An Epicurean Harvest

‘We used to camp here before we had a house in Blackheath,’ says Hayden Druce as he, his partner Erika Watson and their two dogs tumble out of their van at Blackheath Lookout, in the Blue Mountains of NSW. We’ve just spent the afternoon at the pair’s organic vegetable farm down the road, nibbling our way through rows of borage flowers, baby radishes and kale.

Facing due west with views over the Kanimbla Valley to rolling hills beyond, it’s as spectacular a camping location as any. But to be here at the golden hour – as the sun makes its way through banks of soft clouds, highlighting the spring green of the farmland below and turning the dams into shimmering jewels – is simply mind-blowing.

We wander down some stairs on the edge of the escarpment to a hang gliding launchpad. Content to be land-bound, we open some beers and talk about life in the hills, farming, and love.

Hayden and Erika own Epicurean Harvest, a one-acre organic farm supplying delicious and often curious vegetables to high-end restaurants in Sydney’s CBD like Quay, Bennelong, Rockpool, Sepia, Bently, and occasionally to local food co-ops when produce is in abundance.

Epicurean Harvest was born in mid 2013 of a desire to create a farming business built upon sustainable and organic practices. The pair had recently finished studying horticultural science at Sydney University and most of the people from their graduating class were getting jobs with large chemical companies and agribusinesses. ‘We were looking for a workplace that practiced what it preached but couldn’t find one,’ says Erika. ‘We didn’t want to compromise our morals for a dollar, so we decided to start our own farm.’

The pair leased some land, and committed to doing their best to make a go of it. There was no money behind their venture, just a passion for farming, plants, and doing things properly. They had also not long started their relationship. A new love and a new business venture are individually challenging but combined, well, Hayden and Erika are a brave pair.

At the time they launched the farm they were both still living in Sydney. Hayden would drive 2 hours each day to Blackheath, work on the farm, and then return back to the big smoke each night. Later that year they moved to the mountains, just three weeks before the devastating bushfires that swept through the area. The fire came within a few hundred metres of their house.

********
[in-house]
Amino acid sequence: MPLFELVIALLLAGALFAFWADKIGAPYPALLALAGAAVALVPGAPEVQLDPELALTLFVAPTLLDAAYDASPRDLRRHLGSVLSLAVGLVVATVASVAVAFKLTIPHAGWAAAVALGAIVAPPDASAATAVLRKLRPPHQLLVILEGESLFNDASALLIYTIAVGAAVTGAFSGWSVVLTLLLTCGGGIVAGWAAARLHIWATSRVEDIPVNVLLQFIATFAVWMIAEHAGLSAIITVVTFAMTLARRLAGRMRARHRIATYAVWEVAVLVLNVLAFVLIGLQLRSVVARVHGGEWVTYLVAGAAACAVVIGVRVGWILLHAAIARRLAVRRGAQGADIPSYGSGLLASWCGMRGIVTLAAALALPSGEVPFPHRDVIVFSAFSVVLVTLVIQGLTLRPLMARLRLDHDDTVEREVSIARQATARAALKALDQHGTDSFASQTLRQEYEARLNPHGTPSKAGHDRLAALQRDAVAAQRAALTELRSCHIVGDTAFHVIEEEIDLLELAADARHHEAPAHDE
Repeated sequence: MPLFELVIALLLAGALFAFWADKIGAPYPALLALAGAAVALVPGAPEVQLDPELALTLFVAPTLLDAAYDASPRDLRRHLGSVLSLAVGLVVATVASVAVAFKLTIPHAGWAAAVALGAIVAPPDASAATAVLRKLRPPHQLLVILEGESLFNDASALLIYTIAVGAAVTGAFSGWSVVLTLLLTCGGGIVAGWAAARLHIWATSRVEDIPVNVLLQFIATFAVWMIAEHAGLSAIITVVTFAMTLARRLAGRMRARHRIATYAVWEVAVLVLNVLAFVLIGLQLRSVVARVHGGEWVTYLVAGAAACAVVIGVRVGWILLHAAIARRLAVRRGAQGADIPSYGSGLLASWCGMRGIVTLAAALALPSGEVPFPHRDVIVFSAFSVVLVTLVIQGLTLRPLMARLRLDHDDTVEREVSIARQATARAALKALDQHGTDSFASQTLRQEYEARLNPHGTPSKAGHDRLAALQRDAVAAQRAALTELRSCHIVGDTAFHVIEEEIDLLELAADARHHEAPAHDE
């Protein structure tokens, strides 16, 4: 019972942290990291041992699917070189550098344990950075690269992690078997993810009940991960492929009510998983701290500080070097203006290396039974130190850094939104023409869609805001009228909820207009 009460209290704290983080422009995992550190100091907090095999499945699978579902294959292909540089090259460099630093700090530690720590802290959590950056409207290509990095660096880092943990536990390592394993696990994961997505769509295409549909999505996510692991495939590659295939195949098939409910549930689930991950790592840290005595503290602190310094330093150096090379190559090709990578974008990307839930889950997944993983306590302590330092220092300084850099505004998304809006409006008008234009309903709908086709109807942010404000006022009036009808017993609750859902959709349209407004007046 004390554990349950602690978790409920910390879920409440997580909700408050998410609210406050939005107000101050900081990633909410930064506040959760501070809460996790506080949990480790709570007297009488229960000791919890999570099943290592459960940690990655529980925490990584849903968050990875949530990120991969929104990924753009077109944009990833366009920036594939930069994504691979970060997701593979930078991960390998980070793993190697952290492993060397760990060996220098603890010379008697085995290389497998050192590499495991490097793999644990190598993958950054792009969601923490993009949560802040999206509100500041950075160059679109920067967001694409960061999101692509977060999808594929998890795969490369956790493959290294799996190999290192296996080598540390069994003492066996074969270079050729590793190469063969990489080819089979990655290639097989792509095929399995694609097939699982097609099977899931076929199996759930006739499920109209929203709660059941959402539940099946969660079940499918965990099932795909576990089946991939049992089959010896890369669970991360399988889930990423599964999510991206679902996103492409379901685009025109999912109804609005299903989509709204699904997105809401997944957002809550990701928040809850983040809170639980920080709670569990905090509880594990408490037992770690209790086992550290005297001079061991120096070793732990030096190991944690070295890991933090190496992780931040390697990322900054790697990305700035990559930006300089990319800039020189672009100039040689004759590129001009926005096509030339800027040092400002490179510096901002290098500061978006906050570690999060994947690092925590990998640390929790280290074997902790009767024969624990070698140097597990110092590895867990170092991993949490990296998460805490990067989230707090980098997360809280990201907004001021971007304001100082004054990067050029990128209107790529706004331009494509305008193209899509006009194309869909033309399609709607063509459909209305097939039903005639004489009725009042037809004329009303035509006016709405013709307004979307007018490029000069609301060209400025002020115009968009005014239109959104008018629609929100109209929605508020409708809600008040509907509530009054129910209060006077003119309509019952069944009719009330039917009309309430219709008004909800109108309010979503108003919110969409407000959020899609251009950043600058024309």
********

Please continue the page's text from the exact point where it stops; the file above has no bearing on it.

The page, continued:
We ended up doing a delivery to Guillaume at the Opera House during the fires. Our van was packed with our entire life, our three new chickens, and produce for the restaurant,’ Erika reminisces. ‘We stopped under the Harbour Bridge so the chickens could have a look at it!’

The pair still have the well-travelled trio of birds but according to Hayden ‘they’re frantic and they hate us.’

Unlike their relationship with the chickens, Hayden and Erika’s love for each other is clearly reciprocated. They met whilst studying at university and there was no romance until their last year, when they went on a field trip to New Zealand. ‘We fell in love,’ says Erika. ‘It was a bit awkward and stressful as we were both in long-term relationships.’

Hayden just said ‘I love you’, and I said, ‘That’s too much!’

On returning from New Zealand, Hayden broke up with his girlfriend and started campaigning for Erika’s heart. ‘I worked really hard for a while. I bolt into change without too much consideration, whilst Erika is much more considered and takes time to decide things,’ he says. Hayden then went to study in France for a year, and during that time Erika broke up with her boyfriend. She decided to go to Europe for six weeks. ‘I ended up staying 6 months in France with Hayden and we got together,’ she says. The rest, as they say, is history.

As we stroll around their farm, it’s clear Hayden and Erika know what they’re doing. Our conversation bounces between soil science terminology, the practicalities of setting up irrigation systems on a slope, and general botanical excitement – they’ve got 50 little saffron bulbs growing, one wasabi plant, Chinese artichokes, a few different types of horseradish, beetroots that look like carrots, and plenty more weird and wonderful edibles marching across their patch of hillside. Their farm is their laboratory, and they love it. ‘This is the best job in the world,’ says Erika. ‘We love being outdoors and working for ourselves. Our life is intrinsically linked to the environment, and it’s so exciting when new plants pop up – our job satisfaction is excellent!’

Of course, though, it’s not all beer and skittles. Farming is a wonderful, yet occasionally harrowing, job. There are always things to be learnt.

The biggest lesson I’ve learnt since starting the farm is that you can do your best and things can still fail. It’s not because you didn’t try hard enough, it just happens. We’ve learnt to be OK with this,’ says Erika.

‘Being in the bush makes me feel clean in the heart,’ Erika adds, as the last rays of sunlight leave for another day. We all agree, perched insignificantly on the edge of an ancient escarpment, immersed fully in the landscape. As the sky turns a ‘terrifying Mordor red’ according to Hayden, we pack up and head back to civilization. I’m shivering – it’s about 3 degrees in the mountains – yet I’m absolutely warm inside.

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